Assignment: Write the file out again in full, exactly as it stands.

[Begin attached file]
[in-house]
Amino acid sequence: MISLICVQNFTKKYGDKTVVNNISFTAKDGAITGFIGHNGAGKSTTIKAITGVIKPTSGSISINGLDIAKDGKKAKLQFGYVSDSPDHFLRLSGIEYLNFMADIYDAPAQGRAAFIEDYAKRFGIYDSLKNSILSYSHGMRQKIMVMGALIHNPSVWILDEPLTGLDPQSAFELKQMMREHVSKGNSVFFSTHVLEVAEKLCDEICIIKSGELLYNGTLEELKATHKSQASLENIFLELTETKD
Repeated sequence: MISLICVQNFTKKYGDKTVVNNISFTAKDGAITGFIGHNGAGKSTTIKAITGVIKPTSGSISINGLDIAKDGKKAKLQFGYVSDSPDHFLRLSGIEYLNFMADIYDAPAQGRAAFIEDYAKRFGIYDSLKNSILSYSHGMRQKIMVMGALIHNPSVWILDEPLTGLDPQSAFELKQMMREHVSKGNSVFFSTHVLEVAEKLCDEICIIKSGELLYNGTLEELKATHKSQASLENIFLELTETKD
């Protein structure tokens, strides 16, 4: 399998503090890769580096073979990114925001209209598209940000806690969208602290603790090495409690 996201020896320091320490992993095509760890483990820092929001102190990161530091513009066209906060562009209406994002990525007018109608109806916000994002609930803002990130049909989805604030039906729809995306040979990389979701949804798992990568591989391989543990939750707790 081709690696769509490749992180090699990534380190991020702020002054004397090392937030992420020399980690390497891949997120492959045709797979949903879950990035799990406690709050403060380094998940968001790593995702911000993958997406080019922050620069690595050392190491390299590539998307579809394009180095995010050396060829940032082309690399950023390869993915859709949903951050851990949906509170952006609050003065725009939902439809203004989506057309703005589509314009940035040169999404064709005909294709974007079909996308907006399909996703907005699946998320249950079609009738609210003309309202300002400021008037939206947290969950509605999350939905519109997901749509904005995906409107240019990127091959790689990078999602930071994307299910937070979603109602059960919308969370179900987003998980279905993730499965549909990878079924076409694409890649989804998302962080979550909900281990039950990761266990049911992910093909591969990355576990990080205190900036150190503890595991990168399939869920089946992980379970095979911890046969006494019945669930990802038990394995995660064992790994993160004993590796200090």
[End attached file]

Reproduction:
[in-house]
Amino acid sequence: MISLICVQNFTKKYGDKTVVNNISFTAKDGAITGFIGHNGAGKSTTIKAITGVIKPTSGSISINGLDIAKDGKKAKLQFGYVSDSPDHFLRLSGIEYLNFMADIYDAPAQGRAAFIEDYAKRFGIYDSLKNSILSYSHGMRQKIMVMGALIHNPSVWILDEPLTGLDPQSAFELKQMMREHVSKGNSVFFSTHVLEVAEKLCDEICIIKSGELLYNGTLEELKATHKSQASLENIFLELTETKD
Repeated sequence: MISLICVQNFTKKYGDKTVVNNISFTAKDGAITGFIGHNGAGKSTTIKAITGVIKPTSGSISINGLDIAKDGKKAKLQFGYVSDSPDHFLRLSGIEYLNFMADIYDAPAQGRAAFIEDYAKRFGIYDSLKNSILSYSHGMRQKIMVMGALIHNPSVWILDEPLTGLDPQSAFELKQMMREHVSKGNSVFFSTHVLEVAEKLCDEICIIKSGELLYNGTLEELKATHKSQASLENIFLELTETKD
């Protein structure tokens, strides 16, 4: 399998503090890769580096073979990114925001209209598209940000806690969208602290603790090495409690 996201020896320091320490992993095509760890483990820092929001102190990161530091513009066209906060562009209406994002990525007018109608109806916000994002609930803002990130049909989805604030039906729809995306040979990389979701949804798992990568591989391989543990939750707790 081709690696769509490749992180090699990534380190991020702020002054004397090392937030992420020399980690390497891949997120492959045709797979949903879950990035799990406690709050403060380094998940968001790593995702911000993958997406080019922050620069690595050392190491390299590539998307579809394009180095995010050396060829940032082309690399950023390869993915859709949903951050851990949906509170952006609050003065725009939902439809203004989506057309703005589509314009940035040169999404064709005909294709974007079909996308907006399909996703907005699946998320249950079609009738609210003309309202300002400021008037939206947290969950509605999350939905519109997901749509904005995906409107240019990127091959790689990078999602930071994307299910937070979603109602059960919308969370179900987003998980279905993730499965549909990878079924076409694409890649989804998302962080979550909900281990039950990761266990049911992910093909591969990355576990990080205190900036150190503890595991990168399939869920089946992980379970095979911890046969006494019945669930990802038990394995995660064992790994993160004993590796200090």